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EastBanc Eyes Gas Station for Apartments

By Brady HoltCurrent Staff Writer

At the gateway to Georgetown — between Pennsylvania Avenue and M Street across from the Four Seasons hotel — visitors to the historic neighborhood are currently greeted by a small gas station and a jumble of cars in various states of repair.

But as early as next summer, developer EastBanc intends to begin construction on a new five-story building there. It would house eight 2,000-square-foot rental apartments and a roof terrace as well as a 70-seat ground-floor restaurant.

The firm presented its plans for the building to the area’s advisory neighborhood commission on Monday in preparation for an Old Georgetown Board design hearing tomorrow and Zoning Commission land-use considerations this fall.

Neighborhood commissioners praised the general concept of putting the gas station site to new use, but several were wary of the particular design proposed — a rectangular red-brick building that’s punctuated by deeply recessed balconies for the apartment units. Commissioner Jeff Jones said the prominent site might benefit from a more adventurous design.

“I feel like this is an opportunity — it’s a blank space,” said Jones. “I like authenticity in Georgetown as far as all the different types of architecture that we have. Once we start replicating what Georgetown looks like ... all of a sudden we’re losing some of our authenticity. I’m OK with a modern building here. This is almost pedestrian-like — it’s OK, I guess.”

EastBanc officials noted that the property is deceptively small, just 7,400 square feet, between two areas of National Park Service land. The site held a small church until 1951; it was demolished just before Georgetown’s strict preservation rules went into effect, according to EastBanc.

“I sympathize very much with your comments — we struggled a lot with the building,” the company’s Anthony Lanier told commissioners. “It’s a building that grows on you over time. I like it better today than I liked it at my first impression. It’s a very difficult building to understand, and it’s a very difficult site to build on.”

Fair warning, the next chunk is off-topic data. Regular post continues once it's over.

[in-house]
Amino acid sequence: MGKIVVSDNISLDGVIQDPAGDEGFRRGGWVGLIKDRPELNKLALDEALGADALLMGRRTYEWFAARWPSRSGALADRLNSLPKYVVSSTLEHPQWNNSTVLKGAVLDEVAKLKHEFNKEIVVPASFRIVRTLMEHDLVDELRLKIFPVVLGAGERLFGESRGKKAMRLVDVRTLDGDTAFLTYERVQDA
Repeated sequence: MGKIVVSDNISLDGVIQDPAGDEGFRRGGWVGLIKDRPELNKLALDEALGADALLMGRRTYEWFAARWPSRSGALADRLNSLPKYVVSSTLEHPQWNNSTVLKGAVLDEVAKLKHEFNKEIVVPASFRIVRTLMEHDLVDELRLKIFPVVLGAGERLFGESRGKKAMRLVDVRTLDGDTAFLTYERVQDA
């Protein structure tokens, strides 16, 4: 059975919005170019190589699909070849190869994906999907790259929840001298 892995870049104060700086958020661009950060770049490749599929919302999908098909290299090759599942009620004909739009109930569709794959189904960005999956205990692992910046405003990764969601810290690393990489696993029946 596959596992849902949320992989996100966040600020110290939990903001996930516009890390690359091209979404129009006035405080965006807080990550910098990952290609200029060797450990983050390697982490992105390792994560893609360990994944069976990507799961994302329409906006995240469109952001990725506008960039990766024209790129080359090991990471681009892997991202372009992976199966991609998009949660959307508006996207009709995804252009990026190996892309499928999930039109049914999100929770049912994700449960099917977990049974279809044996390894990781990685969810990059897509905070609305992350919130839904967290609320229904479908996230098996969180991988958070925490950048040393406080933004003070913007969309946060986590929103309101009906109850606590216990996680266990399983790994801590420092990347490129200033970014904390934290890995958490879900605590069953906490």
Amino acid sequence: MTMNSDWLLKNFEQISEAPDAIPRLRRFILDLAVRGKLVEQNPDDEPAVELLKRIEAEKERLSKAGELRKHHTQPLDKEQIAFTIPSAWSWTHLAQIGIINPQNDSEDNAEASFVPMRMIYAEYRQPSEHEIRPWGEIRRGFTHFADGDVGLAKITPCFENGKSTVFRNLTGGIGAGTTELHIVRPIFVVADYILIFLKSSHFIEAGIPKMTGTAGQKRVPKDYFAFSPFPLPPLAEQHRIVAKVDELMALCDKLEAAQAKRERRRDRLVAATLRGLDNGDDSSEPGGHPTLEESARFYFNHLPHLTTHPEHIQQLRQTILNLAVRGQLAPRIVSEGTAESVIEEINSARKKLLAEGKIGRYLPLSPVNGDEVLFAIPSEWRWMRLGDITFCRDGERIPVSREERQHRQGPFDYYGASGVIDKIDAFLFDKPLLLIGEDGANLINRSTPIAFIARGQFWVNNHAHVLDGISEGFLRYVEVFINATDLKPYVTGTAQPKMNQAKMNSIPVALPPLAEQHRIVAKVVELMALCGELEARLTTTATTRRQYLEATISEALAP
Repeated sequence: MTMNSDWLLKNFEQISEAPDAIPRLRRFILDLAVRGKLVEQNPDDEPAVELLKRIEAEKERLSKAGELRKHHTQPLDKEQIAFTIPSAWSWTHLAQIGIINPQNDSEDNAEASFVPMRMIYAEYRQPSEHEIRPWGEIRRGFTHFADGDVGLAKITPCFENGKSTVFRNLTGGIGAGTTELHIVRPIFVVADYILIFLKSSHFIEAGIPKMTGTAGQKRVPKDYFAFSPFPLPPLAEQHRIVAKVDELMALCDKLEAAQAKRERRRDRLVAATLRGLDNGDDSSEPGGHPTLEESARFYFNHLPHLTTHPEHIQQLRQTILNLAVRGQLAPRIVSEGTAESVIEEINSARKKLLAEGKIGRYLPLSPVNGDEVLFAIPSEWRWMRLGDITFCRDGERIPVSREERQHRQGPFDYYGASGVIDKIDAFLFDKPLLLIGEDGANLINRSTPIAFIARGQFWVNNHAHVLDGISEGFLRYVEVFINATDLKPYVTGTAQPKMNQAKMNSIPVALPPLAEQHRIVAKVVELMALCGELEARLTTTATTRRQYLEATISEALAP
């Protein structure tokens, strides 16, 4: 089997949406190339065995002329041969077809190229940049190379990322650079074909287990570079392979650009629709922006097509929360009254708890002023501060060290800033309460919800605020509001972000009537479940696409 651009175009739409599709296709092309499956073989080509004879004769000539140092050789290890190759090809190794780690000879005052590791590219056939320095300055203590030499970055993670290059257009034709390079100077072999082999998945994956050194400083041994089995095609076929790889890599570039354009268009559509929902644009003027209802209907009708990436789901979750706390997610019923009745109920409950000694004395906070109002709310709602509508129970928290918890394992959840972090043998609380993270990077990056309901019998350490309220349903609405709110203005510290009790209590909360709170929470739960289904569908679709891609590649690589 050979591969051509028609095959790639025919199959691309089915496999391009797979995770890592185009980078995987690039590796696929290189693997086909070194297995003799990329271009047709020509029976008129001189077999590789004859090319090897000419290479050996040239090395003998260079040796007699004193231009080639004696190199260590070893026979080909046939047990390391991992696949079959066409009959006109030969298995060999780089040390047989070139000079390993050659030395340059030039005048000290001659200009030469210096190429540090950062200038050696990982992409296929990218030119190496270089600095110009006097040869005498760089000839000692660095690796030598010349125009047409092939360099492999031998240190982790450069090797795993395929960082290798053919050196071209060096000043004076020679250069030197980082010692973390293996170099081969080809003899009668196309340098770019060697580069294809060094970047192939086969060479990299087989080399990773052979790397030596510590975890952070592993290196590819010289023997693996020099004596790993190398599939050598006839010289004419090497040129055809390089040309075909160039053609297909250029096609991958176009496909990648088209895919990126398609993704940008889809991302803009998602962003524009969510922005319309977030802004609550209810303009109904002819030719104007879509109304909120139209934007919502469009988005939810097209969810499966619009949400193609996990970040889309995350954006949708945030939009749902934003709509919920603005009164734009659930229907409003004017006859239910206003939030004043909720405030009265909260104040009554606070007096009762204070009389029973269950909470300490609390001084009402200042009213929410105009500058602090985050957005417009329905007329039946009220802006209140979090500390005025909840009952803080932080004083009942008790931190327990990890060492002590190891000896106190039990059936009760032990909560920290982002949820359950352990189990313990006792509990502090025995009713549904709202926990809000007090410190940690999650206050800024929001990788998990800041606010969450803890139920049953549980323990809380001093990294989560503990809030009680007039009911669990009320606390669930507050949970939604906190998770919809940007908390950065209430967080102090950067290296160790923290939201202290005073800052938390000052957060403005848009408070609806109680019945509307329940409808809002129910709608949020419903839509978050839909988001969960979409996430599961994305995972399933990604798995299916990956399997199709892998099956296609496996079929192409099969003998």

EastBanc’s Mary Mottershead added that the design, with lots of brick and deep windows, avoids the pitfalls of many new residential buildings, in which passersby can easily see into the units. “Their vision for the site has been not to make a big glass box that lights itself up, but sort of a quiet building,” she said.

Victoria Rixey of the Citizens Association of Georgetown asked EastBanc to make the proposed design “a little friendlier.”

“We feel that this building speaks to the architecture of the West End,” she said. “This is sort of a ’60s style where you have the concrete slabs with the brick infill, and we feel it belongs better in that neighborhood.”

The neighborhood commission voted to support the plans to raze the gas station and construct a new building, and asked the Old Georgetown Board to use its own judgment on the aesthetics of the proposal.

In addition to that board’s review of the project’s consistency with the Georgetown Historic District, the Zoning Commission will need to designate a zone category for a portion of the property that currently has none. Part of the site is governed by restrictions found on the north side of M Street, including a 50-foot height limit, but EastBanc is hoping to instead match the 60-foot limit found at the Four Seasons site and nearby properties to the south. Mottershead said this wouldn’t increase the number of stories but would allow for higher ceilings, especially at the restaurant.

EastBanc will also need relief from parking requirements. Mottershead said zoning rules call for three parking spaces on the property, and the company would rather use its limited land area for 40 to 50 outdoor seats for the restaurant and for a service driveway connecting M and Pennsylvania. She said the new tenants either would not have cars or could lease spaces at commercial garages nearby.

In an interview after the meeting, Mottershead said EastBanc hopes to break ground on the project in 12 to 18 months, with timing dependent upon regulatory approvals. She said the firm doesn’t have a particular restaurant tenant in mind, nor does it have a cost estimate for the project.

According to property records, EastBanc purchased the site for $4 million in March.

This article appears in the July 1 issue of The Georgetown Current newspaper.